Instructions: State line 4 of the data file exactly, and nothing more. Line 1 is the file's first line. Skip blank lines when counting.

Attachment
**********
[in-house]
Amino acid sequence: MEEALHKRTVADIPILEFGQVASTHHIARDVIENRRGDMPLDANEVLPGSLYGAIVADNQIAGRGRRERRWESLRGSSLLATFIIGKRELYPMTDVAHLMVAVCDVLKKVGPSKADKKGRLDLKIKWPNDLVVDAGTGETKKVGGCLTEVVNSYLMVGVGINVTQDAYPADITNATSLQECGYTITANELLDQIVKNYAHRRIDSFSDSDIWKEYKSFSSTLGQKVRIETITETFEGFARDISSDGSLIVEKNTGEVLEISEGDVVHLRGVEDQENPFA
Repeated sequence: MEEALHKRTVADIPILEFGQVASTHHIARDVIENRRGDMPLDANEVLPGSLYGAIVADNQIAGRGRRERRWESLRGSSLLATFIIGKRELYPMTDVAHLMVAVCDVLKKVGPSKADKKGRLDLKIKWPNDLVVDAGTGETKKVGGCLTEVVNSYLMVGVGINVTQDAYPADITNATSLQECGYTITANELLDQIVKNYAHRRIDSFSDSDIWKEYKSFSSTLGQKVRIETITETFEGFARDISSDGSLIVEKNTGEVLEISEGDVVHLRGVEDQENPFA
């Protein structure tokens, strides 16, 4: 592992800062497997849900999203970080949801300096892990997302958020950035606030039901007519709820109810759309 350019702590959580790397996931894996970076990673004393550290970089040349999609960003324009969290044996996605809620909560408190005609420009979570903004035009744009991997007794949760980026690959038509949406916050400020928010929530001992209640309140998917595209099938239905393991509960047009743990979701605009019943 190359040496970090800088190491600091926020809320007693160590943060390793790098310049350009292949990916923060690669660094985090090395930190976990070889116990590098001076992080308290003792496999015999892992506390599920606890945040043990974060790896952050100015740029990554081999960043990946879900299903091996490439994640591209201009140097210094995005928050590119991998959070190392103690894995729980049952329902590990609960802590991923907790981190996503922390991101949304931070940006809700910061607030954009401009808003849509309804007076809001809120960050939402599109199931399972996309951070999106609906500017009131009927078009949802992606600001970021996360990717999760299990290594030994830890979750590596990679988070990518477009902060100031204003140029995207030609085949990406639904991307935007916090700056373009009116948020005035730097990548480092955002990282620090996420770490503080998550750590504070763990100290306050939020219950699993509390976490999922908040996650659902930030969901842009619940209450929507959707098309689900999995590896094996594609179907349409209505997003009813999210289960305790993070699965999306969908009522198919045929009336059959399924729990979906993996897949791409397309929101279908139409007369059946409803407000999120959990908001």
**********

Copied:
């Protein structure tokens, strides 16, 4: 592992800062497997849900999203970080949801300096892990997302958020950035606030039901007519709820109810759309 350019702590959580790397996931894996970076990673004393550290970089040349999609960003324009969290044996996605809620909560408190005609420009979570903004035009744009991997007794949760980026690959038509949406916050400020928010929530001992209640309140998917595209099938239905393991509960047009743990979701605009019943 190359040496970090800088190491600091926020809320007693160590943060390793790098310049350009292949990916923060690669660094985090090395930190976990070889116990590098001076992080308290003792496999015999892992506390599920606890945040043990974060790896952050100015740029990554081999960043990946879900299903091996490439994640591209201009140097210094995005928050590119991998959070190392103690894995729980049952329902590990609960802590991923907790981190996503922390991101949304931070940006809700910061607030954009401009808003849509309804007076809001809120960050939402599109199931399972996309951070999106609906500017009131009927078009949802992606600001970021996360990717999760299990290594030994830890979750590596990679988070990518477009902060100031204003140029995207030609085949990406639904991307935007916090700056373009009116948020005035730097990548480092955002990282620090996420770490503080998550750590504070763990100290306050939020219950699993509390976490999922908040996650659902930030969901842009619940209450929507959707098309689900999995590896094996594609179907349409209505997003009813999210289960305790993070699965999306969908009522198919045929009336059959399924729990979906993996897949791409397309929101279908139409007369059946409803407000999120959990908001």